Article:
While I am in no way an anthropologist nor an anthropology student (even if I did take a couple of intro classes in grad school), I am fascinated by the concept of culture. I don’t know where it comes from and this is not the moment I am going to explore it, but I enjoy looking through the windows of others’ societies to see how they live their lives in ways that are both unique to them and common to so many of us. As I have been reading about America and exploring our history and culture on my podcast, I have come to appreciate our differences and similarities even more. Due to to our vastness, the nuance that you can find in our people is amazing.
Why, then, I often wonder, do we assign a monoculture to a group that’s not like us?
I know the answers to this question involve one’s ignorance, prejudices, or hate. It’s even to think of, say, Black Americans as acting or living a certain way when you’re a racist; it’s simple to assign characteristics or behaviors to Latinx people when you’re xenophobic; and when you don’t know much about another country, it’s easy to make assumptions based on what you see in the media. Thankfully, there is travel as a way to erase that ignorance, and if you don’t have the privilege or luxury to travel to France or Morocco or India or Japan or anywhere else, there are plenty of travelogues to read or shows to watch.
Sometimes, though, the monoculture is the result of politics, a way of seeing a supposed “enemy” in only one way so the government or a particular political party can gain or maintain power. That can be easily wrapped together with racism and xenophobia, as we have seen throughout our history when it comes to countries with predominantly non-white populations. In fact, we wrap entire continents into said views–I have lost count of the number people who act like Africa is a country or anyone who comes from a country south of the United States is a “Mexican.” But then there’s the Soviet Union.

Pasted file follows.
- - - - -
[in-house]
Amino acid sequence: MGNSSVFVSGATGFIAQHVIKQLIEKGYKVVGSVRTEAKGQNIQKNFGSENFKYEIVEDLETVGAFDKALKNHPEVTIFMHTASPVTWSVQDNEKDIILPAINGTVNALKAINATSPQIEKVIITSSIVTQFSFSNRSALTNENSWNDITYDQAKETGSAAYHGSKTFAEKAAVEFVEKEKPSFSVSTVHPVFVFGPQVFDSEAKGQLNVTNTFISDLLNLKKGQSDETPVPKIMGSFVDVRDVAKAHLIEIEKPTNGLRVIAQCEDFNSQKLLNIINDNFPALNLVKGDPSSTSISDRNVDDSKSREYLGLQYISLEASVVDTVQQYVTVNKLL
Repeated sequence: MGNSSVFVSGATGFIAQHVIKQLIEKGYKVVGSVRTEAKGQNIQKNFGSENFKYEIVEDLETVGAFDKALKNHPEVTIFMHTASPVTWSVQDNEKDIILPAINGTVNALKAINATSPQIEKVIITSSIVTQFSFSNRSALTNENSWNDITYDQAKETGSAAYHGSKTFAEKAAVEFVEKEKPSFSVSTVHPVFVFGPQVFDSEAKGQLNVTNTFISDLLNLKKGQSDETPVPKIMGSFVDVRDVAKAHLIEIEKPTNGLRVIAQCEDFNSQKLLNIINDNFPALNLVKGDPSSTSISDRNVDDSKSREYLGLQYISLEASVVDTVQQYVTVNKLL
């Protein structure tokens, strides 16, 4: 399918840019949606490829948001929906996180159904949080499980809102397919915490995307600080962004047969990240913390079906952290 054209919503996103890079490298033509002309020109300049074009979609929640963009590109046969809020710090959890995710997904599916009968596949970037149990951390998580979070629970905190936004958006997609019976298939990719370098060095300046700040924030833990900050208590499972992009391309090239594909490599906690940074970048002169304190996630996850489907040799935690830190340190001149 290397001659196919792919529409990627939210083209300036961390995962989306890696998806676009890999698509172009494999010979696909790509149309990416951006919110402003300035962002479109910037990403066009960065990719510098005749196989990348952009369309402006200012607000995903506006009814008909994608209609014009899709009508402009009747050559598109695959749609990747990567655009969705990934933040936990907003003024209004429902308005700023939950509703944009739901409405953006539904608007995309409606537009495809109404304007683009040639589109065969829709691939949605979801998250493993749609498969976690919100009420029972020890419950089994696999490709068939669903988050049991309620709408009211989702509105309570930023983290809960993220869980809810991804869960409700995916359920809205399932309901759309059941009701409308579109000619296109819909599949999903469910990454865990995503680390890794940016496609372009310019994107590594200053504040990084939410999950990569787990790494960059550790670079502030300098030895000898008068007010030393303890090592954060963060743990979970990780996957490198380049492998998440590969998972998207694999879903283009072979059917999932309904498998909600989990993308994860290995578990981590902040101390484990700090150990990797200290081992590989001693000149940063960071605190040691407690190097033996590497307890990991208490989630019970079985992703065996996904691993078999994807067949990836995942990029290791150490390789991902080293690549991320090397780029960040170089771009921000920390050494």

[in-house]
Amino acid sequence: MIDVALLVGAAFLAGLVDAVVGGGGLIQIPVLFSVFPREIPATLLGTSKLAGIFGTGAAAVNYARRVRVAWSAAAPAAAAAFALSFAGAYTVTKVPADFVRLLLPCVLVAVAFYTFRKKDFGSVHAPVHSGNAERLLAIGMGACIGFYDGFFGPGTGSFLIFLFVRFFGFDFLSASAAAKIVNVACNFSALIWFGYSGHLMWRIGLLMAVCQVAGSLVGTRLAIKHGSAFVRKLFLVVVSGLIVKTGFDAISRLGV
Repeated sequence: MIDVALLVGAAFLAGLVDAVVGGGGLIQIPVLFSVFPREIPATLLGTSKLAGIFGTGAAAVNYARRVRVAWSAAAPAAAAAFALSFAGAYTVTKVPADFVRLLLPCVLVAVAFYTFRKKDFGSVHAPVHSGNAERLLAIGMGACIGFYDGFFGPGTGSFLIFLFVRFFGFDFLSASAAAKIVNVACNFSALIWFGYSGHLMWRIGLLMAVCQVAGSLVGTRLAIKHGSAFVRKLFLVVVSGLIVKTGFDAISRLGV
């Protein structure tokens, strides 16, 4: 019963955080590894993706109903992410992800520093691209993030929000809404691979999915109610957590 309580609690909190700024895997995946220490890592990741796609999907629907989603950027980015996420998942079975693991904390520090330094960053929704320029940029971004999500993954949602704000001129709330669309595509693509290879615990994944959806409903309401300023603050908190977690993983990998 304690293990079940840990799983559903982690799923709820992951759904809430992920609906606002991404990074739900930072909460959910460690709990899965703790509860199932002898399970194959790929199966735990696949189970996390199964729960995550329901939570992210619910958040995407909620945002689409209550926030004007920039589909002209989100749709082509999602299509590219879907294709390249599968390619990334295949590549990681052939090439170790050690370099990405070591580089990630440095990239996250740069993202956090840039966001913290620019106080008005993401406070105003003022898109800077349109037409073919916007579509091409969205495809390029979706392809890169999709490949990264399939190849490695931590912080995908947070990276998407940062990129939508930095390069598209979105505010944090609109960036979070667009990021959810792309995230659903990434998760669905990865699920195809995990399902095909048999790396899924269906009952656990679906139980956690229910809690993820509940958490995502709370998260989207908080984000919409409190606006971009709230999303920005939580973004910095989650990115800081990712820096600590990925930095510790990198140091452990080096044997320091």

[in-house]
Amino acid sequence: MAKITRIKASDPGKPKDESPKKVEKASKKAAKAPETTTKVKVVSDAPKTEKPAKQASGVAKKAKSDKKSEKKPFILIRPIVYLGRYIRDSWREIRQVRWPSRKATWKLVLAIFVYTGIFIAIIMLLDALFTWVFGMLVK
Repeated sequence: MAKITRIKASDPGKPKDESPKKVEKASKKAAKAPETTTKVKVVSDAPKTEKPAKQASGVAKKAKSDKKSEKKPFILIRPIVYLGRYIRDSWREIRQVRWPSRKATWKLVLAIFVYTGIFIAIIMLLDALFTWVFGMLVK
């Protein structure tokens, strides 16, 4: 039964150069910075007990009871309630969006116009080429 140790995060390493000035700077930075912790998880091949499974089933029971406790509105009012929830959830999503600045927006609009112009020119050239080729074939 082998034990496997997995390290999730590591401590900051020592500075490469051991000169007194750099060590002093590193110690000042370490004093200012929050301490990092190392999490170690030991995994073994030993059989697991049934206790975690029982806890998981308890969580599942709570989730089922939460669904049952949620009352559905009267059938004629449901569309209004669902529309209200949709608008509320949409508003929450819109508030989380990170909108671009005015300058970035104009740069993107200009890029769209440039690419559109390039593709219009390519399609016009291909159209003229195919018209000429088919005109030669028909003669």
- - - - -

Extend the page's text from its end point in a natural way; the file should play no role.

I spent the better part of two years taking a look at how Americans viewed the Soviet Union during my Fallen Walls Open Curtains miniseries, and came across so much media that basically described the average Soviet citizen as a bloodthirsty commie zombie ready to destroy America on command. At least, that is, until Rocky Balboa defeated Ivan Drago … I mean, until the mid-1980s when Gorbachev came to power and enacted Perestroika and Glasnost. Then, the media turned toward building a bridge with the USSR. The Russians (never mind that there were multiple Soviet republics, they were all Russians) liked blue jeans and Coca-Cola and rock and roll just like us!
Of course, looking at the people of the Soviet Union through that lens is just as ignorant because you’re grafting your own cultural identity onto them and therefore dressing them up in your own monoculture. To truly remedy the ignorance we all had about the people of the Soviet Union, we would have had to actually go there and meet people from all over the place. But that wasn’t possible for the average American in the 1980s (and is still well out of reach these days). Thankfully, we got A Day in the Life of the Soviet Union, a project conducted by 100 photojournalists on May 15, 1987.(more…)